Today, Dubai seems to be at the crossroads of an identity crisis.
Dubai was envisioned to be the El Dorado where the best of East and West met. A dream destination where the world came to have a good life and a great time. At least that is how it is still marketed as. After enjoying years of supersonic growth as the land of superlatives, a recession almost brought the wheels of progress to a grinding halt. Dubai suddenly became a hotbed of negative PR. When not covering the debt crisis, global media is gleeful than ever to toast scandals such as ‘sex on the beach’ and ‘kiss-gate’. The way Dubai responds to these issues is certainly not helping.
Dubai is changing and is not what it used to be or is meant to be. The universal values of tolerance, openness and multiculturalism are what made Dubai dazzle. They fitted well with Dubai’s vision to be the world’s city. Unfortunately, these are the very values Dubai is trying to control unsuccessfully in an attempt ‘shape’ or ‘preserve’ national identity.
Brands, companies and even individuals can fall prey to the identity crisis that’s hit Dubai. We may be on a journey of meteoric growth. Or we may have just hit a bedrock of stagnation. Somewhere along the line we give up on the compass that’s meant to guide us and lose control of the rudder that’s meant to steer us in the desired direction.
A mismatch between perception and reality is a sure-shot symptom of an identity crisis at work. The one affected will be the last person to see it though.
Going two steps forward and then three steps backward never gets one anywhere. Few questions to reflect on during an identity crisis.
- In our personal and professional avatars, are we saying one thing and doing another?
- Are we really who we think we are and who we want to be?
- Where are we going and how are we getting there?
- Do our actions lead to the result we want to achieve?
- What about our values?
- Are they the same as when we started off on our journey? Are we compromising them somewhere?
These questions make for interesting soul searching during an identity crisis. After all, the bigger we are, the more we risk to lose.
Brand Leadership Lessons from Air New Zealand January 26, 2010Posted by Arun Rajagopal in Advertising, Branding, Conversations, Marketing, Travel.
Tags: Air New Zealand, Airlines, Business, Innovation, Marketing, Skycouch, Travel
At the edge of the world, a small airline is pushing the envelope when it comes to doing the right things. This is a hallmark of a brand that is going places, even in times of adversity. For example: Air New Zealand.
And here’s how they are getting there.
Pic credit: Flickr – source
1. Be bold in your marketing
Air New Zealand is not shy of stirring a little turbulence in your teacup. Bold, edgy and provocative – that’s how I would describe their recent marketing.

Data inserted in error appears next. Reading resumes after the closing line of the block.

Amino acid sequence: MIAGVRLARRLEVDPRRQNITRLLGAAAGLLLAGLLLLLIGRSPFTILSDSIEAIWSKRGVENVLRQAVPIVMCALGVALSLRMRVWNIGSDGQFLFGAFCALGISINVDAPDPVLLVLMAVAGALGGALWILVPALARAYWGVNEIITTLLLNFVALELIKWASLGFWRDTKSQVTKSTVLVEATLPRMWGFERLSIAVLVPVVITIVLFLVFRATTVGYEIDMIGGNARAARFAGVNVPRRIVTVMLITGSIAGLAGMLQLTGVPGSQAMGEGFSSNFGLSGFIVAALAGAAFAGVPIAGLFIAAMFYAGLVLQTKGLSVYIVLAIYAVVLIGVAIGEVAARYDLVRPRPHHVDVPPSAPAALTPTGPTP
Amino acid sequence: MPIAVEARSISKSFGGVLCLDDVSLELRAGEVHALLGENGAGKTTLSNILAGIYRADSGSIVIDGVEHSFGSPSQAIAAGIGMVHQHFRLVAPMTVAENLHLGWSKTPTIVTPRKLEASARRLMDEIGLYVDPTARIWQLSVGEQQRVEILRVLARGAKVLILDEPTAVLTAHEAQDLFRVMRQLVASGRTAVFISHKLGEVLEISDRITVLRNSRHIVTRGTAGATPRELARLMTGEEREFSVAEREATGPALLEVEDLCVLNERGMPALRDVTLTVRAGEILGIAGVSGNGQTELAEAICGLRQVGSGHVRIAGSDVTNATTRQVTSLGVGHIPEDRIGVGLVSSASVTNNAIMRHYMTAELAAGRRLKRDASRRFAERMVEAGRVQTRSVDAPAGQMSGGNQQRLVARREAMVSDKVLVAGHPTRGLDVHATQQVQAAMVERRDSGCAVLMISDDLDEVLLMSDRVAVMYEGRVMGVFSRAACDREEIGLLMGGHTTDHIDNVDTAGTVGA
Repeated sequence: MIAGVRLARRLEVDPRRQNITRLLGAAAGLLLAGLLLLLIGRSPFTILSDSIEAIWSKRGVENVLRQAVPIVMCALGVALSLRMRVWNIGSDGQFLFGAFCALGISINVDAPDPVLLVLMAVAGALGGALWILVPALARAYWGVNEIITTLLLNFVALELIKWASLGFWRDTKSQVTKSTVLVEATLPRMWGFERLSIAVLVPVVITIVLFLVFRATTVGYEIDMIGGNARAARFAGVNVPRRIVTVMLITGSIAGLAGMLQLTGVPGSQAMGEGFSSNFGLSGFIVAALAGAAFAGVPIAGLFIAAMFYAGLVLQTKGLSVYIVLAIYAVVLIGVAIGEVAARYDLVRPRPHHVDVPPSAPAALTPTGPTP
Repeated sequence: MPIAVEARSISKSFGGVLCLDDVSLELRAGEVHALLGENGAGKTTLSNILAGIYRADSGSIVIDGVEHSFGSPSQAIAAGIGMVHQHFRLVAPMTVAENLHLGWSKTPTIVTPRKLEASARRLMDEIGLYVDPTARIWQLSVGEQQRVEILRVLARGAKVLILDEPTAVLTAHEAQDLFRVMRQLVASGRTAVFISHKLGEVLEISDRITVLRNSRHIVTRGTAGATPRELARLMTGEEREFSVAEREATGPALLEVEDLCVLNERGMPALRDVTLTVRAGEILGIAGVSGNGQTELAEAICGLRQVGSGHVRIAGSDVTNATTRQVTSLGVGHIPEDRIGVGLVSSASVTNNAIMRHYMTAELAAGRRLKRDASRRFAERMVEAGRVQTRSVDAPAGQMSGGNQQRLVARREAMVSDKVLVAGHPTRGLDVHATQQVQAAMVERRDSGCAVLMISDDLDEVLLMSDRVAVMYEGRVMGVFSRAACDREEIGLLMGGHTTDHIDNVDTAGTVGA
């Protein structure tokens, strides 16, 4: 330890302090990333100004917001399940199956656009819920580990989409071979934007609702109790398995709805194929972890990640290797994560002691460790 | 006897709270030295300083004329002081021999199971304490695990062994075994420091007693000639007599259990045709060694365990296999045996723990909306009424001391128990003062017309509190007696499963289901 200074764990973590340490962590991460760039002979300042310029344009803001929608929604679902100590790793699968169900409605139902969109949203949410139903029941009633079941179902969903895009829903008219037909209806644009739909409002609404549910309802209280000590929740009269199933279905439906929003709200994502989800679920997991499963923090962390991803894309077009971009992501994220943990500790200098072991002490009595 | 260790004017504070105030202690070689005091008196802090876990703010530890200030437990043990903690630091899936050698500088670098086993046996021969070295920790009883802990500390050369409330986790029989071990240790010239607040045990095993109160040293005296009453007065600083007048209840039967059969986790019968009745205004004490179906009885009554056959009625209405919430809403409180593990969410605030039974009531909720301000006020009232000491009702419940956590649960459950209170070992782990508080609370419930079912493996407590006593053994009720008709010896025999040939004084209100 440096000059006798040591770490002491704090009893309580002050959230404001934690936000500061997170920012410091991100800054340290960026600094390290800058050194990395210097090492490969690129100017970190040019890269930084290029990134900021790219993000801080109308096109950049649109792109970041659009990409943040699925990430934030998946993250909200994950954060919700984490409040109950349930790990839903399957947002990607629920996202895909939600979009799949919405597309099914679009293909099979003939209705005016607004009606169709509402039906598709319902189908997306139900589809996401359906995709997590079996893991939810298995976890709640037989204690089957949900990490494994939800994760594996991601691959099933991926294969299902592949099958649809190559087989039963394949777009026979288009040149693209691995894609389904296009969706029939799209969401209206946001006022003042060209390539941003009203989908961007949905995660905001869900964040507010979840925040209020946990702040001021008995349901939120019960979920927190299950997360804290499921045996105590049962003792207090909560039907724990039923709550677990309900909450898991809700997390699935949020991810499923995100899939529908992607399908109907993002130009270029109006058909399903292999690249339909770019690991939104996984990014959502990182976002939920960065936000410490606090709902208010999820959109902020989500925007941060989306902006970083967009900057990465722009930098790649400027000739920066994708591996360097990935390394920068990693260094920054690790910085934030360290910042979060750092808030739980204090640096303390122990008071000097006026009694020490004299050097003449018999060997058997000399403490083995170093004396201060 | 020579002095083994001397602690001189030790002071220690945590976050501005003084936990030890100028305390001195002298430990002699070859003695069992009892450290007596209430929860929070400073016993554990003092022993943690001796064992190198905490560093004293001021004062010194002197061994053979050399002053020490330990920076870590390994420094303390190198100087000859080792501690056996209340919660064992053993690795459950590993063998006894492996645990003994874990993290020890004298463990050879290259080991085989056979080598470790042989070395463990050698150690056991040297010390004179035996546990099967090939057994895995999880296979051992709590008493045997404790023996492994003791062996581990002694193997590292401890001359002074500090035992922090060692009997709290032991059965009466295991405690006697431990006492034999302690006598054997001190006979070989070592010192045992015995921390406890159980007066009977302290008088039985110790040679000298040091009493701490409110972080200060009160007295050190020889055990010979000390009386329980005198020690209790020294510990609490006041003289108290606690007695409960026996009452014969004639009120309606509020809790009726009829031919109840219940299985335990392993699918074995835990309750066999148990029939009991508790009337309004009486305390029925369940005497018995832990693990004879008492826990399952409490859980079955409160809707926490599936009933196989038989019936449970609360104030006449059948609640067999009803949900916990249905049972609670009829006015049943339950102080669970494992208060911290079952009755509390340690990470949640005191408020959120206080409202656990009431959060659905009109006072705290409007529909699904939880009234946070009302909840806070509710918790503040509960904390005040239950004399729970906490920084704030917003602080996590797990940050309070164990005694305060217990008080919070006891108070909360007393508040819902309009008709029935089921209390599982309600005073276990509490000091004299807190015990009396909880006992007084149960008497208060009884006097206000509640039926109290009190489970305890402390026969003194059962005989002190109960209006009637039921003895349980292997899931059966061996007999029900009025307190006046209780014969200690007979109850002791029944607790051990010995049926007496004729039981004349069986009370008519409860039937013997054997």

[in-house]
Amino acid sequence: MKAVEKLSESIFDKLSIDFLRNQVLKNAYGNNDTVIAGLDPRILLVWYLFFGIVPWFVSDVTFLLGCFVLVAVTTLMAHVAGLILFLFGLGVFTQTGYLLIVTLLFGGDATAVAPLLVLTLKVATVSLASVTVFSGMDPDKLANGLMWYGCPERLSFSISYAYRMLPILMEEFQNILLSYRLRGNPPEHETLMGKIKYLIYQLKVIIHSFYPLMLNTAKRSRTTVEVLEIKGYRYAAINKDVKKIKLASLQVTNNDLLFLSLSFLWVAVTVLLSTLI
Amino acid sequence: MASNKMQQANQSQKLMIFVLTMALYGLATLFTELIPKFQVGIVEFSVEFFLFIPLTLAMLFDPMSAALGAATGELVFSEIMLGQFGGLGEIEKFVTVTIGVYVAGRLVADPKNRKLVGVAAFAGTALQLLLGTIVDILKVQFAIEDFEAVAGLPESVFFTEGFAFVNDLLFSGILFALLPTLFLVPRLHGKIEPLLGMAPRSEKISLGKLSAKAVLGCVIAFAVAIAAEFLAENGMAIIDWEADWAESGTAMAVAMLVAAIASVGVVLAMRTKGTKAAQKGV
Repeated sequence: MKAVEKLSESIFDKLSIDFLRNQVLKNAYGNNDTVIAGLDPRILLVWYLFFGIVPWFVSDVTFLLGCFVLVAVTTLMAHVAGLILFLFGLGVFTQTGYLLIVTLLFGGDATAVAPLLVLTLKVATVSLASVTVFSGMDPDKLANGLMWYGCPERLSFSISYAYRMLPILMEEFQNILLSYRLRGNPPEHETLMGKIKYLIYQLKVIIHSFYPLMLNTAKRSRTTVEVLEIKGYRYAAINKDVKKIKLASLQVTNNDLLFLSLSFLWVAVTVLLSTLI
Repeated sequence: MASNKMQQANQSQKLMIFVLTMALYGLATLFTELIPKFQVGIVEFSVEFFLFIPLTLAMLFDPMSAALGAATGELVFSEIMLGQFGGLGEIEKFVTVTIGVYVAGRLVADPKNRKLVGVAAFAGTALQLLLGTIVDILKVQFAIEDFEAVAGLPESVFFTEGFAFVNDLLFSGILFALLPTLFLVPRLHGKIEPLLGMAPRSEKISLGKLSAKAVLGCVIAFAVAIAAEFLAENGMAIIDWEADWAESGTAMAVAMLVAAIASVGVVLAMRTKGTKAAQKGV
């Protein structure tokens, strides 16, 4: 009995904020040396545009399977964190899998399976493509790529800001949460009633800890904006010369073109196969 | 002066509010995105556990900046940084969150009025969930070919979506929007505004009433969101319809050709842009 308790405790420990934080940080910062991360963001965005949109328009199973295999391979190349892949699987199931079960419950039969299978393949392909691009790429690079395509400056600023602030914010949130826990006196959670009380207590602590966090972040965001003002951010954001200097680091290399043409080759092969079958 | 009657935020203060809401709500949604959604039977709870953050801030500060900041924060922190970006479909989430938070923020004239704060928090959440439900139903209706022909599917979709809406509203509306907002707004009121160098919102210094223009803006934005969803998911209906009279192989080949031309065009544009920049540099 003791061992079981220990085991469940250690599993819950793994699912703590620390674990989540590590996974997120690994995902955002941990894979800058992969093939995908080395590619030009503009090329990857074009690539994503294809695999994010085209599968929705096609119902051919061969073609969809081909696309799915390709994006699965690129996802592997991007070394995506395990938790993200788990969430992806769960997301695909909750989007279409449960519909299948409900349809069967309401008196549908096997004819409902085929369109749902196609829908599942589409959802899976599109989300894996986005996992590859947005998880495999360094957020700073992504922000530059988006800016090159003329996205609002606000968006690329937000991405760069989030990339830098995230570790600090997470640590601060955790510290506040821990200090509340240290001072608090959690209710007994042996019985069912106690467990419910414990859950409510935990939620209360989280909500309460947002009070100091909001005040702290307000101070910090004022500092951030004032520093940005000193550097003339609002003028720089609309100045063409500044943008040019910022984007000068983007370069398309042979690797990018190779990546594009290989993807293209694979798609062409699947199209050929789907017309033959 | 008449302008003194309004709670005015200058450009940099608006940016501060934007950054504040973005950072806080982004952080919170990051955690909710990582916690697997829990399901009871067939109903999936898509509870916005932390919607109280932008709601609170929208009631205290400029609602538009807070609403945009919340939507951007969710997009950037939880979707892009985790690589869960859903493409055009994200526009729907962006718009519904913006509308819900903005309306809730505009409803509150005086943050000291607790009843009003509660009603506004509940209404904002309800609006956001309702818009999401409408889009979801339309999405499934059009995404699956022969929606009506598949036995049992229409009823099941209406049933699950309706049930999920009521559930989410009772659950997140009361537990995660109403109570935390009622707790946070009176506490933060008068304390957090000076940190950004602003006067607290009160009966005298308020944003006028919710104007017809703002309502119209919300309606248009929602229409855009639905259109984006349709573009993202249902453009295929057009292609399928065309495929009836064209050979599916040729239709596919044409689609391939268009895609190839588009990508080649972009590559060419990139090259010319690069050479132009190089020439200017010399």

Their ‘Nothing to Hide’ campaign was an excellent take on low cost airlines adding hidden fares. Chief Executive Officer Rob Fyfe even made a cameo appearance in full body-paint as a baggage handler in this campaign. It was extended to airline safety where crewmembers went bare naked in in-flight safety videos.
However, Air New Zealand recently flew into a bit bad weather with their controversial ‘Cougar’ campaign. But there’s really no thing such as bad PR.
In October 2009, Air New Zealand flew probably the first matchmaking flight in the world from Auckland to Los Angeles, complete with its own social media networking site, pre-flight airport party, loads of in-flight merrymaking and a ticket to a gala post-flight mixer attended by 150 single Kiwis.
All these activities fit Air New Zealand’s vision of “putting the fun back in flying”.
Lesson: Let your marketing be bold, unconventional and spoken about.
2. Your product matters
No marketing or promotion can save you if you don’t have a good product or improve your existing product offering.
Today, Air New Zealand is in the news for their newly launched ‘SkyCouch’ flatbed seat in Economy Class.
While it’s too early to predict its success, Air New Zealand can be hailed for bringing innovation to the back of the cabin.
Like an enthusiast commented: “The SkyCouch is up there with EK’s A380 showers and SIA’s double beds. Gotta love the Kiwis!”
Lesson: Never stop working on improving your product/service.
3. Be different to be better
If you are doing something different from the pack, recognition follows you.
The airline industry usually witnesses a “McDonald’s” approach of doing things. If someone is launching a Low-Cost Carrier (LCC), everyone else does the same thing. If you start charging for check-in baggage, everyone else follows suit.
Air New Zealand’s SkyCouch is a daring innovation in terms of product, price and positioning. But this is just one of the many innovations they have been up to in the recent times.
No wonder, the Air Transport World magazine recently named Air New Zealand Airline of the Year.
Lesson: What are you doing differently to be better?
4. Leadership begins from the top
Positive change begins from the top and flows down the ladder. Under the leadership of Rob Fyfe, Air New Zealand seems to have galvanized itself and embraced ‘an authentic Kiwi can-do style’ of getting things done.
“We operate this airline in a New Zealand way – we’re not trying to emulate a Singapore Airlines or emulate a McDonald’s. We’re trying to go out there day in and day out and trying to be authentic Kiwis and give people a real genuine New Zealand experience,” says Fyfe.
Lesson: Are you the Fyfe of your organization?
5. Innovation Quotient
Air New Zealand recently made the world’s first flight using a sustainable biofuel. It also attempted sending a rocket into space. These are innovations at work.
One of the greatest assets in any organization is its people, their knowledge and attitudes. Harness them well and you have a strong culture of innovation.
Air New Zealand has an interesting programme called Test Flight where employees pitch ideas to the executive team. If the idea is chosen, the person suggesting the idea can get to work on the project itself and get a share of the profits.
Air New Zealand also looks outside its own industry for ideas. “We don’t just look at other airlines, at airports. We look at shopping centres, we look at universities, we look pretty much anywhere to get ideas that we could potentially use at Air New Zealand,” says Julia Raue, Chief Information Officer at Air New Zealand.
Lesson: What’s your organization’s innovation quotient?
6. People make the difference
As a company, Air New Zealand is known to create a work environment that values and recognizes people for their enthusiasm and ingenuity.
So it doesn’t come as a surprise that the airline gave its 11,000 staff an extra day off to celebrate their part in winning the Airline of the Year award.
Lesson: How well are your people contributing to your growth? Are there ways to energize them better?
What else can you learn from Air New Zealand? Feel free to add your views and comments.